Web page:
An artist creates sculptures out of beach trash to raise awareness about the effects of littering
What do you do when you see litter on the beach? You pick it up, of course. But artist Angela Haseltine Pozzi doesn’t throw it away. She uses the trash to create giant sculptures of marine animals. The project is called Washed Ashore and its goal is to raise awareness about the effects of littering on ocean animals.
"The first thing you need to do is get people's attention," Pozzi told TFK. "Giant animals tend to do this very well."
Pozzi started Washed Ashore when she noticed plastics on the beaches in Oregon, where she lives. Plastic doesn't break down and become absorbed by the environment. Instead, sunlight breaks it down into pieces about the size of plankton, which are tiny organisms that float in the sea. These tiny pieces of plastic enter the food chain. Sea animals eat them and end up dying. Pozzi always loved the ocean and the animals in it, and she wanted to do something to help both.
One of Angela's sculptures is a turtle. The turtle's head is an old garbage can lid. There is netting around it to show that turtles are getting caught in these nets.
Another sculpture, called Fish Bite Fish, is shaped like a fish and made out of little bits of plastic that contain tooth and claw marks from the fish and crabs that tried to devour the plastic. "We get so many pieces of plastic like this, I'm on my third Fish Bite Fish [sculpture]," says Pozzi.
The Sea Star figure is made of of glass and plastic bottles, some of which are from the Beijing Olympics of 2008. The bottles started landing on the beaches in Oregon in 2010, and they still are arriving. The Sea Star acts as a musical instrument. You put water in the bottles and hit them to make music.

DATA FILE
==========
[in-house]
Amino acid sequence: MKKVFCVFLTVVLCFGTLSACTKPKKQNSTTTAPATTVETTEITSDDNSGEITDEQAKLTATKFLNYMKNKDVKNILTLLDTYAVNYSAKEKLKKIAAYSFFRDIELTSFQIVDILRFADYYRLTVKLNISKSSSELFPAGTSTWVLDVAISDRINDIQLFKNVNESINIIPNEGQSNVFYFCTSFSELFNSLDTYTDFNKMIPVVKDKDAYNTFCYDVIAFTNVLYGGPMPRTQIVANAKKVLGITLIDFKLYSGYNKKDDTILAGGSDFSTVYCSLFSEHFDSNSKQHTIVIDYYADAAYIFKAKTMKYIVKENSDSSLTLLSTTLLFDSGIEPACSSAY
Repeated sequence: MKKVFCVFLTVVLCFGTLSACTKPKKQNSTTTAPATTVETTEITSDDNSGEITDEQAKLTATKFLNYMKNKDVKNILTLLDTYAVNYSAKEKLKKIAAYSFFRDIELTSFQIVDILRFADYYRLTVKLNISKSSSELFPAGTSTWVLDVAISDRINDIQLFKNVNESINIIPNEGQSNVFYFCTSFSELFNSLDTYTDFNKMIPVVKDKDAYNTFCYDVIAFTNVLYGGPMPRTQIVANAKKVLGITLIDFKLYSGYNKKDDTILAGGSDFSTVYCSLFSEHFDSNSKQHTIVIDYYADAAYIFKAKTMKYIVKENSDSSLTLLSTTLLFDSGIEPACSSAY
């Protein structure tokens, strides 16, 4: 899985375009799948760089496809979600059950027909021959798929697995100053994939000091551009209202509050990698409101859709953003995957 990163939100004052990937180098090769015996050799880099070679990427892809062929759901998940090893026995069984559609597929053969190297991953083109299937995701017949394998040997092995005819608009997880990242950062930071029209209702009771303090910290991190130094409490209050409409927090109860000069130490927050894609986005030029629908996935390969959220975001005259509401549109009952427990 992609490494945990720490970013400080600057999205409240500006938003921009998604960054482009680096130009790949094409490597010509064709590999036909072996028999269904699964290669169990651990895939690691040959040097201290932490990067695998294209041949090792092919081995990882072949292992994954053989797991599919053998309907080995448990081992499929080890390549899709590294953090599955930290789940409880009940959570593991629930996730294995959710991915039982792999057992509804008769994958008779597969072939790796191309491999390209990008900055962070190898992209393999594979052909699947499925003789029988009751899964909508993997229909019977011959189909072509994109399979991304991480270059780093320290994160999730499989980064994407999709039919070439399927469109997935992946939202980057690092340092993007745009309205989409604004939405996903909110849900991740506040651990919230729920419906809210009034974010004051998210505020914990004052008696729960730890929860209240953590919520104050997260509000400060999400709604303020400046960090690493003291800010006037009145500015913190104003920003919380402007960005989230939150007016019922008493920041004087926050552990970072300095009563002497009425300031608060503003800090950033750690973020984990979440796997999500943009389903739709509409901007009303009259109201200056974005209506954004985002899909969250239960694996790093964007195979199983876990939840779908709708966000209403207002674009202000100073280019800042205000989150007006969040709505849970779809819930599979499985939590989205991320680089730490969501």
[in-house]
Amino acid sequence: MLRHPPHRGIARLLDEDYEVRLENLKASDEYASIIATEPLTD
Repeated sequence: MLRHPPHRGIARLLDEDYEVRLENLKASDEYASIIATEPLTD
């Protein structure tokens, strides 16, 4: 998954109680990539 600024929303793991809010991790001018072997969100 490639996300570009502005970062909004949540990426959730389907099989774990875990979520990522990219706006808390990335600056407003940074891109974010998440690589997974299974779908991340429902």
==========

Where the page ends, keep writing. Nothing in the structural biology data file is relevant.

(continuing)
To watch a video featuring some of these sculptures, scroll down or click here.
A Helping Hand
Pozzi doesn't collect all the trash by herself. When people spot litter on beaches, they drop it off at Artula Institute for Arts and Environmental Education, in Bandon, Oregon. Then Angela and her volunteers begin the process of turning the waste into art. Everything used for the sculptures is found on the beach, except for the framework and the materials used to connect the litter together.
Who does Pozzi believe can save marine animals? "Kids have a lot of power,'' she told TFK. ''They are the ones that can make things happen. I really believe it."
TIME For Kids caught up with the Washed Ashore tour in Sausalito, California. The exhibit is currently in Chula Vista, California, from December 8 until July of next year.
Learn more at washedashore.org.